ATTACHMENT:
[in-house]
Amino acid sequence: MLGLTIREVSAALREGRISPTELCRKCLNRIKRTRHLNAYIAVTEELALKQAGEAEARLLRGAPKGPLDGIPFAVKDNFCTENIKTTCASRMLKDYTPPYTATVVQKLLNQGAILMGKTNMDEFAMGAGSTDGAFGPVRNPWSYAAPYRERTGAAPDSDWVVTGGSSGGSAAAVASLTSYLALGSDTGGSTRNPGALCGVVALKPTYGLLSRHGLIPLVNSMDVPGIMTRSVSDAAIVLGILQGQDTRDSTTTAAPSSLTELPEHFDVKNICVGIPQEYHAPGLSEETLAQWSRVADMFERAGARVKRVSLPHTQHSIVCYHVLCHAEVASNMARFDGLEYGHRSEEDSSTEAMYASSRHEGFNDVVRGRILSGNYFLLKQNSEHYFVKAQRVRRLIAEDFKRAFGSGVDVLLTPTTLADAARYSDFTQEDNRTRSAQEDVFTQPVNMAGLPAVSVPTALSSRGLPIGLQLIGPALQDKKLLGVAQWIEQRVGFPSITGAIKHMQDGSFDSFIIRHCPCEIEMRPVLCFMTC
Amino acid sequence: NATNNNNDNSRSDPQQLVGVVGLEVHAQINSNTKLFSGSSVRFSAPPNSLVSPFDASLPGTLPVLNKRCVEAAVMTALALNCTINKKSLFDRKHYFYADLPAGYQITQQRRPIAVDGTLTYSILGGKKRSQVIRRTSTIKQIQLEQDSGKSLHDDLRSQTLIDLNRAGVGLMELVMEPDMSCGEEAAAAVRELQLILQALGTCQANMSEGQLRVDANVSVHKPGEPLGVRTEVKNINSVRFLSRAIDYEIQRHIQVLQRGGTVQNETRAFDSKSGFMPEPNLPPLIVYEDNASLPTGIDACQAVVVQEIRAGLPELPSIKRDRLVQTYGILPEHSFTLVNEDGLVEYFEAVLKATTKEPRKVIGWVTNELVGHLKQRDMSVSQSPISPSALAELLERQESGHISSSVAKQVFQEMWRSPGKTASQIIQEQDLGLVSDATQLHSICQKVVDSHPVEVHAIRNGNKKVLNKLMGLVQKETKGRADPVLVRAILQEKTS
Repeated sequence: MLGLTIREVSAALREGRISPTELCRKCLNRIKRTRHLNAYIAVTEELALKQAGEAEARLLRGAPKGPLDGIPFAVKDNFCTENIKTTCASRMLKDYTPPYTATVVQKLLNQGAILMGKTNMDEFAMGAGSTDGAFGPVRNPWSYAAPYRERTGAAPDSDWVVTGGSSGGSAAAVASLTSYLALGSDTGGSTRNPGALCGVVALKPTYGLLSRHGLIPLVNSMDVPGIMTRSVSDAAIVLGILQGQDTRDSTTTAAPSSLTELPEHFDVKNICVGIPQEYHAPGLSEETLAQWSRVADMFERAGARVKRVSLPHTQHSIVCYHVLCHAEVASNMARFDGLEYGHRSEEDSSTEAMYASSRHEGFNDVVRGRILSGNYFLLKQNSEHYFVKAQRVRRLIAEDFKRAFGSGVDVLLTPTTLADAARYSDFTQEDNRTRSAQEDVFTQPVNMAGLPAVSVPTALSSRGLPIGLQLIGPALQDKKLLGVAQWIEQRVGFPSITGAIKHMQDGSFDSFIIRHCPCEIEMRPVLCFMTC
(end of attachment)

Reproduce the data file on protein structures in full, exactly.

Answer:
[in-house]
Amino acid sequence: MLGLTIREVSAALREGRISPTELCRKCLNRIKRTRHLNAYIAVTEELALKQAGEAEARLLRGAPKGPLDGIPFAVKDNFCTENIKTTCASRMLKDYTPPYTATVVQKLLNQGAILMGKTNMDEFAMGAGSTDGAFGPVRNPWSYAAPYRERTGAAPDSDWVVTGGSSGGSAAAVASLTSYLALGSDTGGSTRNPGALCGVVALKPTYGLLSRHGLIPLVNSMDVPGIMTRSVSDAAIVLGILQGQDTRDSTTTAAPSSLTELPEHFDVKNICVGIPQEYHAPGLSEETLAQWSRVADMFERAGARVKRVSLPHTQHSIVCYHVLCHAEVASNMARFDGLEYGHRSEEDSSTEAMYASSRHEGFNDVVRGRILSGNYFLLKQNSEHYFVKAQRVRRLIAEDFKRAFGSGVDVLLTPTTLADAARYSDFTQEDNRTRSAQEDVFTQPVNMAGLPAVSVPTALSSRGLPIGLQLIGPALQDKKLLGVAQWIEQRVGFPSITGAIKHMQDGSFDSFIIRHCPCEIEMRPVLCFMTC
Amino acid sequence: NATNNNNDNSRSDPQQLVGVVGLEVHAQINSNTKLFSGSSVRFSAPPNSLVSPFDASLPGTLPVLNKRCVEAAVMTALALNCTINKKSLFDRKHYFYADLPAGYQITQQRRPIAVDGTLTYSILGGKKRSQVIRRTSTIKQIQLEQDSGKSLHDDLRSQTLIDLNRAGVGLMELVMEPDMSCGEEAAAAVRELQLILQALGTCQANMSEGQLRVDANVSVHKPGEPLGVRTEVKNINSVRFLSRAIDYEIQRHIQVLQRGGTVQNETRAFDSKSGFMPEPNLPPLIVYEDNASLPTGIDACQAVVVQEIRAGLPELPSIKRDRLVQTYGILPEHSFTLVNEDGLVEYFEAVLKATTKEPRKVIGWVTNELVGHLKQRDMSVSQSPISPSALAELLERQESGHISSSVAKQVFQEMWRSPGKTASQIIQEQDLGLVSDATQLHSICQKVVDSHPVEVHAIRNGNKKVLNKLMGLVQKETKGRADPVLVRAILQEKTS
Repeated sequence: MLGLTIREVSAALREGRISPTELCRKCLNRIKRTRHLNAYIAVTEELALKQAGEAEARLLRGAPKGPLDGIPFAVKDNFCTENIKTTCASRMLKDYTPPYTATVVQKLLNQGAILMGKTNMDEFAMGAGSTDGAFGPVRNPWSYAAPYRERTGAAPDSDWVVTGGSSGGSAAAVASLTSYLALGSDTGGSTRNPGALCGVVALKPTYGLLSRHGLIPLVNSMDVPGIMTRSVSDAAIVLGILQGQDTRDSTTTAAPSSLTELPEHFDVKNICVGIPQEYHAPGLSEETLAQWSRVADMFERAGARVKRVSLPHTQHSIVCYHVLCHAEVASNMARFDGLEYGHRSEEDSSTEAMYASSRHEGFNDVVRGRILSGNYFLLKQNSEHYFVKAQRVRRLIAEDFKRAFGSGVDVLLTPTTLADAARYSDFTQEDNRTRSAQEDVFTQPVNMAGLPAVSVPTALSSRGLPIGLQLIGPALQDKKLLGVAQWIEQRVGFPSITGAIKHMQDGSFDSFIIRHCPCEIEMRPVLCFMTC